Chris Carmichael Blog: A Much-Needed Kick in the Tail

Two weeks ago I was talking with a CTS Athlete about how his season of training and competition was going, and after a while it became clear that he’d gone from being very aggressive to being more passive during the past few months of racing mostly criteriums. This is actually something we see quite often, even though it’s somewhat counterintuitive. As the season progresses and an athlete’s fitness improves, there’s sometimes a reduction in that athlete’s passion for competition. Instead of racing harder and exploiting that improved fitness, you’re on autopilot.

From a coaching perspective, what’s needed is a kick in pants. The race-winning fitness is there. By this point in the year your fitness is almost certainly better than it was earlier in the season, even though you were racing more aggressively then. Racing 45- to 60-minute criteriums weekend after weekend is fun, but the repetition can lull you into a comfortable state where you’re no longer fighting for wheels, thinking about getting into the best position, or sprinting for the victory.

The saddest thing about this scenario is that you’re wasting your hard-earned fitness. You’ve been dedicated to your workouts, committed to your training, and you’re finishing mid-pack because you’re mentally checked-out. Your races need to be the culmination of your efforts, if for no other reason than to justify the work you did to get the start line.


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So, what did I tell this athlete to do? Well, let’s just say I’ll tone down the language for a broader audience, but it boiled down to this:

  • Make the race harder for everybody: You have superior fitness, so use it to reduce the number of riders in contention for victory. Keep the pace high, encourage other strong riders to match your efforts. Aggressive racing favors the strongest riders and eliminates everyone else. When the racing is not aggressive, more riders can just sit in and wait for the sprint or a late-race attack. Don’t want to get jumped by some wheel-sucker? Make the race so hard that he’s not around at the finish.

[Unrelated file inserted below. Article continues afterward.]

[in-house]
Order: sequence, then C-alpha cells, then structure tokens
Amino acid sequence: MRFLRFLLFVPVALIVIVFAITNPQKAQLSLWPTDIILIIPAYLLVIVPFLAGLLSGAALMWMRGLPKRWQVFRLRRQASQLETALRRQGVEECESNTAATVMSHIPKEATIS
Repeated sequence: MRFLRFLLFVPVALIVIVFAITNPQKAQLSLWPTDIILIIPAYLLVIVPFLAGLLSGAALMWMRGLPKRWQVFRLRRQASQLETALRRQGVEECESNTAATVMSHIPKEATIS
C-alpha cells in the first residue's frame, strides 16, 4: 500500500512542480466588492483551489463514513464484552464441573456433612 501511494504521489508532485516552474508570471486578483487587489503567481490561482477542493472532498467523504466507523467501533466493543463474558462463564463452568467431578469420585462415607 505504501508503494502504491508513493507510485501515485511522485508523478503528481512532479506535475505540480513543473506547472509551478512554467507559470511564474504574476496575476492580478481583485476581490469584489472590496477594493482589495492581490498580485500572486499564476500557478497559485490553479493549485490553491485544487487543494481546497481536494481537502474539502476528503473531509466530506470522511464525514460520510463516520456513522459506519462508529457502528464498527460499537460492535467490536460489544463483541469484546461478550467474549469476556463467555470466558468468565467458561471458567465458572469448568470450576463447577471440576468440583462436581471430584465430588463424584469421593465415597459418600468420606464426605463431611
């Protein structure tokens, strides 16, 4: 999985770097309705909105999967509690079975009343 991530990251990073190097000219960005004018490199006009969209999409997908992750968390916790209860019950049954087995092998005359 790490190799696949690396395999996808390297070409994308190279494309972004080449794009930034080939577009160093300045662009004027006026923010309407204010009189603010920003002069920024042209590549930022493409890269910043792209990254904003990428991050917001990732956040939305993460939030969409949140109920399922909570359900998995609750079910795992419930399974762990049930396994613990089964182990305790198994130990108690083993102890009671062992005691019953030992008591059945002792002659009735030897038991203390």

• Lap the field: You want an ambitious goal for a criterium? Gain a lap on the entire pack. It’s not easy, but it’s a beautiful way to win a race. You don’t have to try it alone, but if you commit to gaining a lap, you and the riders with you have to commit to get closer the rear of the field with every lap. That creates a specific goal for each and every lap of the race and helps the breakaway stay motivated. Don’t think about the gap behind you; do everything you can to close the gap in front of you.
  • Own the last 5 laps: Maybe you missed the breakaway or the pace was so fast that sitting in was about all you could do. Now there are 5 laps to go and you’re in the pack. Either go on the offensive or stop wasting your money on entry fees! Don’t just sit 20 wheels back and ride it in; make something meaningful out of whatever power you have left. Go to the front and fight for position leading into a sprint. Or get into position and launch a flyer within the final two laps. True, you may fail spectacularly, but you’re not gaining anything by sitting mid-pack, so what exactly do you have to lose? At least this way you cross the finish line totally spent, and probably a little wiser about what you can do better next time.

I got an email earlier this week from the athlete I talked to a few weeks ago. In it he said, “The last thing you told me was to ‘rip their f-n legs off’. That phrase has been echoing in my head through the past two races, especially when the pace slackens. I find myself launching moves or following moves I would normally shy away from, and it’s worked! I’ve never had so much fun racing, I never knew I could race like this, and I’ve also never won two races in two weeks! Thanks!

Chris Carmichael
CEO/Head Coach
Carmichael Training Systems

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